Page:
The composition of a concerto is usually done in two parts. Firstly, there is the ensemble, which consists of the principal and background orchestration and string quartet or group. In addition, there is a special part called presto which usually appears at the very end of the symphonic section and is played by the conductor at that time. This particular role is taken by the conductor, and he alone decides when to stop the piece so as to allow the finale to commence.
Secondly, there are certain pre-concert preparations that need to be made for each performance. For example, at classical music concerts there will usually be a rehearsal dinner, which is also attended by the principal and some of the other audience members. Generally, the rehearsal dinner takes place a few days before the actual concert. The purpose of this dinner is to relax the audience members, as well as to help them familiarize themselves with the program. Other pre-concert activities may also be arranged by the conductor, which can serve to further enhance the experience for the audience members.
When it comes to a concerto, most of the time the entire concerto is conducted in one major orchestra, and there are usually several choirs or groups of accompanimentists performing different songs. Usually, the principal orchestra in such a concert consists of 40 or so members who play with or in the background. Apart from these main groups, there are also other smaller choirs who usually perform different genres of music, depending on the overall theme of the whole concerto. Typically, the choirs include flute choirs, piccolo choirs, violin choirs, obituary choirs, lute choirs, keyboard choirs, organ choirs, string quartet, and so on.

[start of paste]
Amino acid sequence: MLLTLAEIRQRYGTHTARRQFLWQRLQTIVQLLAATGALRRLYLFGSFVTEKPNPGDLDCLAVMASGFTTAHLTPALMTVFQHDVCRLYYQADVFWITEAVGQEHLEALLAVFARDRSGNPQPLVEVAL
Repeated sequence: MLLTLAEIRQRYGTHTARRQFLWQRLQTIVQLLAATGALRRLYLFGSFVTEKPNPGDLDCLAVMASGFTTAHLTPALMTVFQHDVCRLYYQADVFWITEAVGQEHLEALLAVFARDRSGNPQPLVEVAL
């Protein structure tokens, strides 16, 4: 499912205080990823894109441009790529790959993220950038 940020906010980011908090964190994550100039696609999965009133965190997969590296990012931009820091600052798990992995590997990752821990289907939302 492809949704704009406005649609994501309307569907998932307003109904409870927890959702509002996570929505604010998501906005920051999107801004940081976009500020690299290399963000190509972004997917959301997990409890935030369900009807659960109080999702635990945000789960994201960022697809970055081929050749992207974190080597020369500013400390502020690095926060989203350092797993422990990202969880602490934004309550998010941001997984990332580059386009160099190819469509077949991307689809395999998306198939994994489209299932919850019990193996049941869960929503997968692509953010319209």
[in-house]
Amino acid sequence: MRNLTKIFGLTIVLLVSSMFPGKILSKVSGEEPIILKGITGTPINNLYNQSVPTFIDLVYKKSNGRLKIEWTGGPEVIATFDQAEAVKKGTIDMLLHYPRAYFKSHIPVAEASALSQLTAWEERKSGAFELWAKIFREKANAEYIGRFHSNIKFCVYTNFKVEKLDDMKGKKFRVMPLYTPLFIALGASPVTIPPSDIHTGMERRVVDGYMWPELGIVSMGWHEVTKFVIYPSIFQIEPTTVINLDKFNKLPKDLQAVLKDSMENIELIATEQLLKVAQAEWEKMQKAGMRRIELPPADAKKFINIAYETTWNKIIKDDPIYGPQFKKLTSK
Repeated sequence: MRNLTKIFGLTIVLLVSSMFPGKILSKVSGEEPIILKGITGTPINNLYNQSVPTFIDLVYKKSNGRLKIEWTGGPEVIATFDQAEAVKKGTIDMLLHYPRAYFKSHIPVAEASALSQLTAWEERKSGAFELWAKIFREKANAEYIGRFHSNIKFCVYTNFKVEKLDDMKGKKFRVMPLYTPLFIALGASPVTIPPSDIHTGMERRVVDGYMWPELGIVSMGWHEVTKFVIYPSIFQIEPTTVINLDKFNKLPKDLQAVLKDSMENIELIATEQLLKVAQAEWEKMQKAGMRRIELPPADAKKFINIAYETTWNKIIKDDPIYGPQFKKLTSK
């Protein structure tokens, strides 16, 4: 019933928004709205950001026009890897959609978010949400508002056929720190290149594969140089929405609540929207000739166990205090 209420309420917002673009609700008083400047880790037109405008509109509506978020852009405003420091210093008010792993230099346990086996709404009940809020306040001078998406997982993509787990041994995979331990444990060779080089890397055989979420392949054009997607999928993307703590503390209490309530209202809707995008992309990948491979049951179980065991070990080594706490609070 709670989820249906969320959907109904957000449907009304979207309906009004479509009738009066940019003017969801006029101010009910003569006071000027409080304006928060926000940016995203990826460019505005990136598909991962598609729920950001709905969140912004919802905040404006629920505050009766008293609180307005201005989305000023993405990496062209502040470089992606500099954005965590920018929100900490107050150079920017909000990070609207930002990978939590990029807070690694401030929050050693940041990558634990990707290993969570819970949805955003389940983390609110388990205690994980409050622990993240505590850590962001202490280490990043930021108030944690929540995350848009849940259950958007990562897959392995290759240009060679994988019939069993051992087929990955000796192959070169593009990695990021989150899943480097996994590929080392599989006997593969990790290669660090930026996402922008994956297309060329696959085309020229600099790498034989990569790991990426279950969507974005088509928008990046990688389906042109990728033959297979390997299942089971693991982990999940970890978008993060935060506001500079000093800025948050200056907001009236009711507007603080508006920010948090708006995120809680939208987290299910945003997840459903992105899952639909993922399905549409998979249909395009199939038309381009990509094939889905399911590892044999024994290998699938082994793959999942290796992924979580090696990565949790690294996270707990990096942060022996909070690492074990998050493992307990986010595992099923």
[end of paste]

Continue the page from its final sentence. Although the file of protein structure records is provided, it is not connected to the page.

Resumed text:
One of the common themes in concerto consciosa, particularly in classical repertoire, is the love story. The arrangements may involve pieces with lyrics, accompanied by original compositions; or they may simply contain duets (chorus and solo instruments) or a dominant piece. A concerto usually includes an overture and a prelude, a concerto and a postlude, a finale, and a chaconne.
As previously mentioned, many concerto composers like to use the overture and the prelude to indicate the beginning and the end of the piece. This makes it easier to transition from one note to another in the score. Most of the overtures in popular concert music have a slightly different rhythm than the rest of the piece, as they are usually played with a lower tone. As an effect, these notes are emphasized more than they would be in a symphony, as the concerto ensemble has a much bigger range of notes. While it is possible to write a great concerto all on your own, it is often easier and more satisfying to enlist the help of seasoned professional concerto instrumentalists and arrangers to make sure that the final product turns out exactly the way that you want.
If you are interested in learning more about composing a concerto, there are some good websites on the internet that will be able to give you pointers and help you understand the process better. An important thing to remember is that there are several styles of concerto, ranging from the traditional concerto which has an all-star orchestra accompanying the composer, to contemporary compositions which are performed solo. There are also concertos written for string quartet or a string orchestra. Finally, there are chamber music concertos which are composed entirely of smaller groups of musicians.